To Winnipeg: Charlie Mcavoy

To Boston: Kyle Connor, Sami Niku, 2020 3rd round pick

With the departure of Jacob Trouba (NYR) and Tyler Myers (VAN), the Jets have a big hole to fill on their right side. Just like Vancouver, the Jets have a ton depth at forward. Mark Scheifele, Nikolaj Ehlers, Blake Wheeler, Patrick Laine, and Kyle Connor are all 60 point players, and with 4/5 of those players being 26 or younger (and guys like Jack Roslovic, Kristian Vesalainen and Mason Appleton nearing their breakout years) they will have a formidable core for years to come.

The Bruins would certainly look to acquire one of the younger top six guys have, a guy like Patrick Laine could look really good in the black and gold, but his upcoming contract would likely prove too big for the Bruins and their already tough cap situation. Scheifele seems to be the guy that will take the “C” once Wheeler calls it quits and is as untouchable as any other guy in the league. That leaves Kyle Connor and Nikolaj Ehlers. Connor is a slightly better player, but Ehlers brings the ability to play right wing. It’s a bit of a toss-up, but I’d like Connor simply because he’s the better player and I can see his skill set being able to transition to the right side.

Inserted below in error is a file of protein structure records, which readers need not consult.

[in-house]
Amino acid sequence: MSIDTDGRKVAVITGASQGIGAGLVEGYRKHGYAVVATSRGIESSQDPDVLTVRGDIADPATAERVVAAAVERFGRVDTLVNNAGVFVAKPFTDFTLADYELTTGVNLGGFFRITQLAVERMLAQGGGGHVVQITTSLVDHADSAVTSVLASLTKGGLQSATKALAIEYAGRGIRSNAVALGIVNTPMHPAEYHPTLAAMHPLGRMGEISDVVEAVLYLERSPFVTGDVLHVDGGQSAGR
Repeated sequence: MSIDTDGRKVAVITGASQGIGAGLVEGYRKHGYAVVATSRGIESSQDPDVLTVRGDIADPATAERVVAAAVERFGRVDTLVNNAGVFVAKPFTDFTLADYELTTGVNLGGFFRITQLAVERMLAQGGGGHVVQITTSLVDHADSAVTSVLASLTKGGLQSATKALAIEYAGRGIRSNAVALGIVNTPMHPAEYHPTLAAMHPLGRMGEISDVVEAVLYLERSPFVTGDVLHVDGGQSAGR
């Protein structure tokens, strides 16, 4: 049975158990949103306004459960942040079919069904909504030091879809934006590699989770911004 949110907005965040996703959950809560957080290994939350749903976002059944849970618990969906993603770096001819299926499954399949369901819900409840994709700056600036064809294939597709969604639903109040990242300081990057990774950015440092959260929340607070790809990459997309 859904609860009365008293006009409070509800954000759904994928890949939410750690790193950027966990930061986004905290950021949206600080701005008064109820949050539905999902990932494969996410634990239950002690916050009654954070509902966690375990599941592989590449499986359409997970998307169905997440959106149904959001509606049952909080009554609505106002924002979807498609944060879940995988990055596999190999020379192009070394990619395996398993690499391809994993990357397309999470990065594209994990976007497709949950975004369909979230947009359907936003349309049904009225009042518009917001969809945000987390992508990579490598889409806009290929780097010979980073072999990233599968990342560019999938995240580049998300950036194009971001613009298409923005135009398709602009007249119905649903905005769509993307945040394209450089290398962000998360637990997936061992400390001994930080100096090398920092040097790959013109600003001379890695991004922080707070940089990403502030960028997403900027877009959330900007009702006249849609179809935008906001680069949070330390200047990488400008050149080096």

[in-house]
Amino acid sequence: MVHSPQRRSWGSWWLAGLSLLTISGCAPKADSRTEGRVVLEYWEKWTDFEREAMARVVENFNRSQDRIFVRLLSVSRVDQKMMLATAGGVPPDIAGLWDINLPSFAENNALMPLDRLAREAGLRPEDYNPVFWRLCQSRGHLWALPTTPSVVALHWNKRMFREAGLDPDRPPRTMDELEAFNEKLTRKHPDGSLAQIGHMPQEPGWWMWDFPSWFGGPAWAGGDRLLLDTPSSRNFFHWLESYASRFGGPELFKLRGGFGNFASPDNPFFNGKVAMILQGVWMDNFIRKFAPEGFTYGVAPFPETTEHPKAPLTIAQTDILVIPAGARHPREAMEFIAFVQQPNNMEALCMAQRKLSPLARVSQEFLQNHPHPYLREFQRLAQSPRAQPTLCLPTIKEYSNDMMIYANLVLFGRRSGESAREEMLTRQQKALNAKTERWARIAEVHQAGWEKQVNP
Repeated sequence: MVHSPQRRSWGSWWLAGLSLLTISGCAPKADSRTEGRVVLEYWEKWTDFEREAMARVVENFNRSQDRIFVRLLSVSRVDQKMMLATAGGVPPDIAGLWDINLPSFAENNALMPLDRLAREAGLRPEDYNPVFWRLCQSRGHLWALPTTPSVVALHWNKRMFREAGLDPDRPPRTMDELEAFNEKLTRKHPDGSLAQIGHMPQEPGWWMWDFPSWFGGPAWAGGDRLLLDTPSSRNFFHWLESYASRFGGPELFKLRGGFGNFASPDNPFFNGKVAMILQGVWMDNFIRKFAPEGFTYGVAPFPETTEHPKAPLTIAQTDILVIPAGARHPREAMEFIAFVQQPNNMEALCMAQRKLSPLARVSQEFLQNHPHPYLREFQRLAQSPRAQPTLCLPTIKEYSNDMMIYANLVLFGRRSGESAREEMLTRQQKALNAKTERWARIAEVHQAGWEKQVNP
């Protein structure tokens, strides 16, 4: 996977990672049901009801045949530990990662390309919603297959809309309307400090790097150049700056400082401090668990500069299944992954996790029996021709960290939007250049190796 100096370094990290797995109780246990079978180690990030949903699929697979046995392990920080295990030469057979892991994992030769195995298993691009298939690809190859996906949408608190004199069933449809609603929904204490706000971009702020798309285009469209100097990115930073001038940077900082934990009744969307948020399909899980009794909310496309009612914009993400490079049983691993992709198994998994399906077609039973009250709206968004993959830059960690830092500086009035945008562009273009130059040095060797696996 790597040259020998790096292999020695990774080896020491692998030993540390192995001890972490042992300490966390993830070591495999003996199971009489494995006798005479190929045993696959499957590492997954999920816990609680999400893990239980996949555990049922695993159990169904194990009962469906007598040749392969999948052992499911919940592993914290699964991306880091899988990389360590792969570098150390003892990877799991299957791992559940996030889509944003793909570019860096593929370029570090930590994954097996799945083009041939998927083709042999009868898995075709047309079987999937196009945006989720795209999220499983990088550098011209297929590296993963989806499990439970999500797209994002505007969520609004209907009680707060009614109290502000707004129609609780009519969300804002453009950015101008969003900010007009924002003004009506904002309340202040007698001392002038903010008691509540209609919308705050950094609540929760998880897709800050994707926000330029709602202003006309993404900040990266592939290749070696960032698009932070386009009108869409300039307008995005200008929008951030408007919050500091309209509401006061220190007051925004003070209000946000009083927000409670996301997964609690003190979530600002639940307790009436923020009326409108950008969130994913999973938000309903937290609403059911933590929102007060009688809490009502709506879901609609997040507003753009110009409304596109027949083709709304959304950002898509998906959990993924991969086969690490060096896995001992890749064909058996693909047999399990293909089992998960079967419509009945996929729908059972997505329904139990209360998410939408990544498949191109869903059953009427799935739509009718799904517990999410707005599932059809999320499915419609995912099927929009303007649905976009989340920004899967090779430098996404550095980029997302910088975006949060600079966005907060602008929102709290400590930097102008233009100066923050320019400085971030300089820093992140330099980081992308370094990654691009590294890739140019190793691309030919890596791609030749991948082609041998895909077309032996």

Along with Connor, the Bruins would get Sami Niku who is a very solid prospect on the verge of eating some big minutes in the NHL. He had a great year in the AHL two seasons ago and bounced between the NHL and AHL last season, playing well in each league. He’s not ready for a top-four role quite yet, but he’s another guy like Urho Vaakanainen and Jeremy Lauzon that could be a big piece of the defense of the future. The 3rd rounder is added for some decent value in a deep draft.

Marchand – Bergeron – Pastrnak

Debrusk – Krejci – Connor

Heinen – Coyle – Studnicka/Kuhlman/Bjork

Nordstrom – Kuraly – Wagner

Krug – Carlo

Chara – Grzelyck

Niku – Clifton

The defense for this lineup is definitely not as good as the hypothetical Vancouver trade lineup as it’s a bit of a question mark on how good Gryz can be on his off-side (although I don’t see him having a major issue with it) and the decrease of flexibility it gives for coach Bruce Cassidy.

(Photo by Jonathan Daniel/Getty Images)

(Jonathan Daniel/Getty Images)

Other Potential Suitors

Anaheim

Rikard Rakell would definitely be a good fit in Boston, if the Bs were able to pry away a guy like Josh Manson to go along with Rakell, it would be a very interesting trade, but I couldn’t see Anaheim moving two key pieces away for just one coming back.

Chicago

I was close to putting some sort of swap of Alex Debrincat and Mcavoy but decided against it as the Blackhawks have far too much money already locked up on defense.

Arizona

Clayton Keller? A swap of two former teammates at Boston University could’ve been very enticing for both sides.

I’d say Vancouver is the best fit out of all the teams I listed but again, there’s next to no chance anything like this would happen and quite frankly, I don’t even want to see Mcavoy wear another jersey for the rest of his career. Still an enjoyable article to write.